This article originally appeared in the March issue of INTERNET TELEPHONY magazine.
As the mobile throngs cry out for more expansive and higher-speed wireless connectivity, U.S. carriers are answering the call by bringing LTE (News - Alert) to additional markets and introducing a wide array of 4G-enabled devices.
Many new LTE devices made their debuts at this January’s Consumer Electronics show.
For example, Verizon Wireless at CES unveiled a variety of new devices – some of which have embedded global GSM/WCDMA roaming capabilities – for both consumers and business users.
New from Verizon at CES were Spectrum by LG, which features a 4.5-inch True HD In-Plane Switching display, and the Samsung (News - Alert) Galaxy Tab 7.7, which has a Super AMOLED Plus touchscreen display offering high-definition 720p (1280x800) resolution, a 1.4gHz dual-core processor, and an HTML5 web browser. Verizon also launched at CES a handful of LTE-enabled DROID by Motorola devices. The new Verizon Jetpack – EuFi890, meanwhile, is a ZTE-developed Global Ready 4G LTE mobile hotspot that can support up to 10 Wi-Fi-enabled devices. The Verizon Jetpack – MiFi 4620L was also unveiled by the carrier at CES.
Verizon reportedly intends to support LTE in the vast majority of its smartphones and other devices – with the likely exception of push-to-talk devices – from here on out. The company also plans to support devices based on Microsoft’s Windows Phone (News - Alert) operating system.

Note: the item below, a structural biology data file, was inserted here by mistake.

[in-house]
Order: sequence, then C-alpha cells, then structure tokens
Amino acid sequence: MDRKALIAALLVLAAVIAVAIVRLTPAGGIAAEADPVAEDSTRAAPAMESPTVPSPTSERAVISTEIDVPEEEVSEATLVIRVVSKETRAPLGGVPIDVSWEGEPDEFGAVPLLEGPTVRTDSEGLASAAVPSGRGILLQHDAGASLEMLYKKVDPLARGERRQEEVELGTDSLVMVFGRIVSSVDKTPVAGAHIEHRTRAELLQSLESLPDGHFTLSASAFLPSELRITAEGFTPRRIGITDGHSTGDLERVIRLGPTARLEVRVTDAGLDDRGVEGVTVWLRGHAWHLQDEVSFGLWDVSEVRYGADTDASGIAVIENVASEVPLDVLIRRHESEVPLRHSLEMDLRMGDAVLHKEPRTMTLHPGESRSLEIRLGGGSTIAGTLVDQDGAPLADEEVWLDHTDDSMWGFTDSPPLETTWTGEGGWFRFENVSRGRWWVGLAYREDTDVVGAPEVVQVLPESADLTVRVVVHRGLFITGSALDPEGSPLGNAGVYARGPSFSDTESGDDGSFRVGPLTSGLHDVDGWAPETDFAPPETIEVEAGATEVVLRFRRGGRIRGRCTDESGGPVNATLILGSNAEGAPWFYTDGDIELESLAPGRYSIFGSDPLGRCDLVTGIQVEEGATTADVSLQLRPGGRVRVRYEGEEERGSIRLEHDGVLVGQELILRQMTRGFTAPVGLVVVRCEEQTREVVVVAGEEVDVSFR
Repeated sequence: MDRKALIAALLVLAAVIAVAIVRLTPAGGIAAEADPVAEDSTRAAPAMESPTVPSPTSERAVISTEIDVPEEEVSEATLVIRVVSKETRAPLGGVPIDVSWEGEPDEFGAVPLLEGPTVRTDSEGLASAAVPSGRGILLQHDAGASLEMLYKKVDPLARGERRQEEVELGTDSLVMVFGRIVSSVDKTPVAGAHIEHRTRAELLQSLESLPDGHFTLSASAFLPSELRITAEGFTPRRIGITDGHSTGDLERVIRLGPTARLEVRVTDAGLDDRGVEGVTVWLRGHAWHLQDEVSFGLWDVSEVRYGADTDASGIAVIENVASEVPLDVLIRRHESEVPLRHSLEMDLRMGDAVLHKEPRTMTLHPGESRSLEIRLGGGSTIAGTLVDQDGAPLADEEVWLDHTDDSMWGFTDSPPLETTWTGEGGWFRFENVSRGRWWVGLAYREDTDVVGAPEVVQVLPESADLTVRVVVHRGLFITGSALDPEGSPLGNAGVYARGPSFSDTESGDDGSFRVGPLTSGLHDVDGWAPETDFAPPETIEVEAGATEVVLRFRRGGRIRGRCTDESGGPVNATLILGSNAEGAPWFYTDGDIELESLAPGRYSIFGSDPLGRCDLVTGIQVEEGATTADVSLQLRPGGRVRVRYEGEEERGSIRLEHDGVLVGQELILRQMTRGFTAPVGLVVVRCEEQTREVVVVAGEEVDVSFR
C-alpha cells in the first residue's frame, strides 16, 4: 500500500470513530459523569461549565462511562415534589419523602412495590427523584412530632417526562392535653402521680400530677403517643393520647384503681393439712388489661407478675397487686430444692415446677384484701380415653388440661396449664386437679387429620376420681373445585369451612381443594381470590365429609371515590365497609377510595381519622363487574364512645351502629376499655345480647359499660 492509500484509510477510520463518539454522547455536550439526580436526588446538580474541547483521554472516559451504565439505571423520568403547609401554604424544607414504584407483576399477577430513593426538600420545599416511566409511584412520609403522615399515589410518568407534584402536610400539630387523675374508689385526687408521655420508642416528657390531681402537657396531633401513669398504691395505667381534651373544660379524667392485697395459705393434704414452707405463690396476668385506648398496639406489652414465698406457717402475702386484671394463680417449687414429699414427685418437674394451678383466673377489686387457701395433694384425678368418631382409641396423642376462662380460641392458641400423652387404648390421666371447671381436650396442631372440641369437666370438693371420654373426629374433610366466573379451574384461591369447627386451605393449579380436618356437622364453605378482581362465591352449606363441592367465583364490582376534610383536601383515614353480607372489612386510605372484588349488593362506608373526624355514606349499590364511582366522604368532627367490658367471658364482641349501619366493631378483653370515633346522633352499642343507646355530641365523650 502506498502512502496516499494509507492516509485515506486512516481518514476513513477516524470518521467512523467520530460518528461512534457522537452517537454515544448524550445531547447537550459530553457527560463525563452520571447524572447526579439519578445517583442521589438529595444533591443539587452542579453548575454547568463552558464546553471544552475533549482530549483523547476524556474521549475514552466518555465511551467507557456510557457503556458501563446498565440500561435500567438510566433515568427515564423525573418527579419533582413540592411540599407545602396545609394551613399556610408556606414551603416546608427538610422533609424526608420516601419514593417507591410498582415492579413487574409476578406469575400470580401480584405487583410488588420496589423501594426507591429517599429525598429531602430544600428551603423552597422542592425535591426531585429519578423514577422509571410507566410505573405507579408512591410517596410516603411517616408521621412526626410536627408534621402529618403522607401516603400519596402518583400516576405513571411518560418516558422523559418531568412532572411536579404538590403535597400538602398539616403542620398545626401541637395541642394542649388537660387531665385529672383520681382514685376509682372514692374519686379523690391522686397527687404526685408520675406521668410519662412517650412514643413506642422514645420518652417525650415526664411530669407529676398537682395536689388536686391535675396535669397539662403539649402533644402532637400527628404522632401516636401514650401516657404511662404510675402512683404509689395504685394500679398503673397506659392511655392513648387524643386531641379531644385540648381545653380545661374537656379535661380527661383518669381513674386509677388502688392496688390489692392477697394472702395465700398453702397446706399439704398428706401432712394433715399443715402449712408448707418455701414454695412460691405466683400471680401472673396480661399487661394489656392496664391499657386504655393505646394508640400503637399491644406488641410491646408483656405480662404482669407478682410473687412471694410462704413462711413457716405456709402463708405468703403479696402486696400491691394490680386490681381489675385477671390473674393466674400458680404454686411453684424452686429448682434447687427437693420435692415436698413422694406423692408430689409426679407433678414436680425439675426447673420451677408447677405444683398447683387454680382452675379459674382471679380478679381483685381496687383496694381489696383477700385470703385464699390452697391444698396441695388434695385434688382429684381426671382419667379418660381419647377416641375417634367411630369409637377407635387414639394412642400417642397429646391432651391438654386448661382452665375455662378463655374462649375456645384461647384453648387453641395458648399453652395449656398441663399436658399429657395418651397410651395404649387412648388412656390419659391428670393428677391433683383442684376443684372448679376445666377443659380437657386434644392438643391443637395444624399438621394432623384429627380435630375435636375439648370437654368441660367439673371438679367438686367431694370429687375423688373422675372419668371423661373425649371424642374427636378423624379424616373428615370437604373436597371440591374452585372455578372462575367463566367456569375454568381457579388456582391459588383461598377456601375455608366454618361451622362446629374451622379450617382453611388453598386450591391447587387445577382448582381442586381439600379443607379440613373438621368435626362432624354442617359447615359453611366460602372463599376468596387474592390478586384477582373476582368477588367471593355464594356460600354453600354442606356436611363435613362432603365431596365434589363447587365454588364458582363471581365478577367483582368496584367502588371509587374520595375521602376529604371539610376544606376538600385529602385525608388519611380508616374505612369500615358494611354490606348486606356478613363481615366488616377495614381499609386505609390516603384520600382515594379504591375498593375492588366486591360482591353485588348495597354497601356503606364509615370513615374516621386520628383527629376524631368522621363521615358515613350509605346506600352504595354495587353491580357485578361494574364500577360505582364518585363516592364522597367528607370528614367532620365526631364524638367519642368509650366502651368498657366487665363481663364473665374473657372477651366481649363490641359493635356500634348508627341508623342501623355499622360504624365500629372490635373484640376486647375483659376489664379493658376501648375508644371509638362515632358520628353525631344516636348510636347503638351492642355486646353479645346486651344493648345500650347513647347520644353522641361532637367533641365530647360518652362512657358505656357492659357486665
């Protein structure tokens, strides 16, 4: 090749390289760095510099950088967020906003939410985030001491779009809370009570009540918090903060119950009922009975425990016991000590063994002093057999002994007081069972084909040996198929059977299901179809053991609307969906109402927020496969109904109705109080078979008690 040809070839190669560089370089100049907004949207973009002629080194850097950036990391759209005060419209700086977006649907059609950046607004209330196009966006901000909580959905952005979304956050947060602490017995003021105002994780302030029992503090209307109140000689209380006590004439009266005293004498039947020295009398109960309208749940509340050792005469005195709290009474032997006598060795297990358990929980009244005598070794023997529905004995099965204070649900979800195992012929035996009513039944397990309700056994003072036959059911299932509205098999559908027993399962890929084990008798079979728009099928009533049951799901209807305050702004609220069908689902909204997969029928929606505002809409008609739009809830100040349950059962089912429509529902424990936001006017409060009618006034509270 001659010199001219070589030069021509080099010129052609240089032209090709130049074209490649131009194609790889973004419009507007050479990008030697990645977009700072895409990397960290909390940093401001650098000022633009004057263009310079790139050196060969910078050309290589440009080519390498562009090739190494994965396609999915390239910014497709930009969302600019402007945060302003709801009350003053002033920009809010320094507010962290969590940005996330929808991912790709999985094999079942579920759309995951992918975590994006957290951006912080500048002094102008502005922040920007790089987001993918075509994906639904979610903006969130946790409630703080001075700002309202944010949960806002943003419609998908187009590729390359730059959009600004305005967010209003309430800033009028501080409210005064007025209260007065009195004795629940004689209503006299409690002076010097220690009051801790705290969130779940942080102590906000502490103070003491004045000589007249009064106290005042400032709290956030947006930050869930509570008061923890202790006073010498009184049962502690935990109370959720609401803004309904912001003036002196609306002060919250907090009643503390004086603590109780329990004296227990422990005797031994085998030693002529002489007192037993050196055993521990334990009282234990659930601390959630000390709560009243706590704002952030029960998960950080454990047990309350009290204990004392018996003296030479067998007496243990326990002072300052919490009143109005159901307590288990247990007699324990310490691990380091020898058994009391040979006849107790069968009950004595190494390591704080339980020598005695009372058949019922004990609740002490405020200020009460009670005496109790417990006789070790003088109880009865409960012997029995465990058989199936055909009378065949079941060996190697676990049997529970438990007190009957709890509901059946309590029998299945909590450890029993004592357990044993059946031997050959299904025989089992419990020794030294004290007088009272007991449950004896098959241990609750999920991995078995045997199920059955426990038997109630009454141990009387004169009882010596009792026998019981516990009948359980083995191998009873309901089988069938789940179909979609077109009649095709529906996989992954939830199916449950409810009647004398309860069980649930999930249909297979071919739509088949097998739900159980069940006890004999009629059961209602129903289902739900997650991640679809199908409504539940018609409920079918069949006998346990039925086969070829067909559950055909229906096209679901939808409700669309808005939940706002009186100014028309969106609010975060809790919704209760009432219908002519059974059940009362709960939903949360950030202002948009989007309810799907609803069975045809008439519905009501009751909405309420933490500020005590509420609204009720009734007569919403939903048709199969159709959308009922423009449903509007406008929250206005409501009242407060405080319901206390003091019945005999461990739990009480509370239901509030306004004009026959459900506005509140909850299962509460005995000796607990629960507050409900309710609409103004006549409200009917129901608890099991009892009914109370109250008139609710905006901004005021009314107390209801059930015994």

As of January, Verizon was the leader in LTE availability, with service in 190 markets covering 200 million people. The wireless telco reportedly activated a record 2.2 million LTE devices in the fourth quarter of 2011.
That makes Verizon the clear leader in LTE. But AT&T, while quite a bit behind, is gaining on them.
Just five days into the new year AT&T announced that its LTE service is now available in 26 markets, and 74 million consumers, after it recently brought 4G to 11 new markets. New markets in which AT&T LTE recently went live include Austin, Texas; Chapel Hill and Raleigh, N.C.; the New York City metro area; Los Angeles, Oakland, San Diego, San Francisco and San Jose, Calif.; Orlando; and Phoenix. AT&T in 2011 brought LTE to Athens and Atlanta, Ga.; Baltimore, Md.; Boston; Charlotte, N.C.; Chicago; Dallas-Fort Worth, Houston and San Antonio, Texas; Indianapolis; Kansas City; Las Vegas; Oklahoma City; San Juan, Puerto Rico; and Washington, D.C.
And at the AT&T Developer Summit just a day before CES in Las Vegas, AT&T unveiled five smartphones and one tablet that are LTE enabled. The new included the announcement that AT&T will be the first to support Microsoft’s Windows Phones. That includes the HTC TITAN II smartphone, which has a 4.7-inch display and 16-megapixel camera, and Nokia LTE Windows Phone devices.